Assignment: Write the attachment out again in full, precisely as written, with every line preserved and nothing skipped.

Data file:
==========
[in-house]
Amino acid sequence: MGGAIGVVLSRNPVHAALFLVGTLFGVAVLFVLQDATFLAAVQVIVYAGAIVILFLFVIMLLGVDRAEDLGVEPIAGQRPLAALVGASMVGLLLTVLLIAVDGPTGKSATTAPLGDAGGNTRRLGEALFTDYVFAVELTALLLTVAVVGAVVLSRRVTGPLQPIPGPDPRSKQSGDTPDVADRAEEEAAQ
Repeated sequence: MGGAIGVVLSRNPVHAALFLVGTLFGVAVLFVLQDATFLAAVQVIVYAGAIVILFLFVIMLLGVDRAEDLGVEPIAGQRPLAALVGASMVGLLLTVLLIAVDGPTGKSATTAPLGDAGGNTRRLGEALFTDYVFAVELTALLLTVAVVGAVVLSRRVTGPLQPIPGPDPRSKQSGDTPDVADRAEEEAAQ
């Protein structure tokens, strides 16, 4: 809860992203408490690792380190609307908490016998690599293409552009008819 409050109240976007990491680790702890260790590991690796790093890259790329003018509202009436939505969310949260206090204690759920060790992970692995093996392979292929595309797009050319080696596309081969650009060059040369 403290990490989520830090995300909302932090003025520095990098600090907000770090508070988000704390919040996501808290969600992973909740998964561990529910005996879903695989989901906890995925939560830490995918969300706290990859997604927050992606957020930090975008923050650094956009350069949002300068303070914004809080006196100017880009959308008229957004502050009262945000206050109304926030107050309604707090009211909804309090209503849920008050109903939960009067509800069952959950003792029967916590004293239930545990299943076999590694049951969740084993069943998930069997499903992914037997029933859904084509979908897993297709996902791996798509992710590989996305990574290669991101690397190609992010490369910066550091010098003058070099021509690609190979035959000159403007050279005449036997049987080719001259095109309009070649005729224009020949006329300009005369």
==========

[in-house]
Amino acid sequence: MGGAIGVVLSRNPVHAALFLVGTLFGVAVLFVLQDATFLAAVQVIVYAGAIVILFLFVIMLLGVDRAEDLGVEPIAGQRPLAALVGASMVGLLLTVLLIAVDGPTGKSATTAPLGDAGGNTRRLGEALFTDYVFAVELTALLLTVAVVGAVVLSRRVTGPLQPIPGPDPRSKQSGDTPDVADRAEEEAAQ
Repeated sequence: MGGAIGVVLSRNPVHAALFLVGTLFGVAVLFVLQDATFLAAVQVIVYAGAIVILFLFVIMLLGVDRAEDLGVEPIAGQRPLAALVGASMVGLLLTVLLIAVDGPTGKSATTAPLGDAGGNTRRLGEALFTDYVFAVELTALLLTVAVVGAVVLSRRVTGPLQPIPGPDPRSKQSGDTPDVADRAEEEAAQ
């Protein structure tokens, strides 16, 4: 809860992203408490690792380190609307908490016998690599293409552009008819 409050109240976007990491680790702890260790590991690796790093890259790329003018509202009436939505969310949260206090204690759920060790992970692995093996392979292929595309797009050319080696596309081969650009060059040369 403290990490989520830090995300909302932090003025520095990098600090907000770090508070988000704390919040996501808290969600992973909740998964561990529910005996879903695989989901906890995925939560830490995918969300706290990859997604927050992606957020930090975008923050650094956009350069949002300068303070914004809080006196100017880009959308008229957004502050009262945000206050109304926030107050309604707090009211909804309090209503849920008050109903939960009067509800069952959950003792029967916590004293239930545990299943076999590694049951969740084993069943998930069997499903992914037997029933859904084509979908897993297709996902791996798509992710590989996305990574290669991101690397190609992010490369910066550091010098003058070099021509690609190979035959000159403007050279005449036997049987080719001259095109309009070649005729224009020949006329300009005369």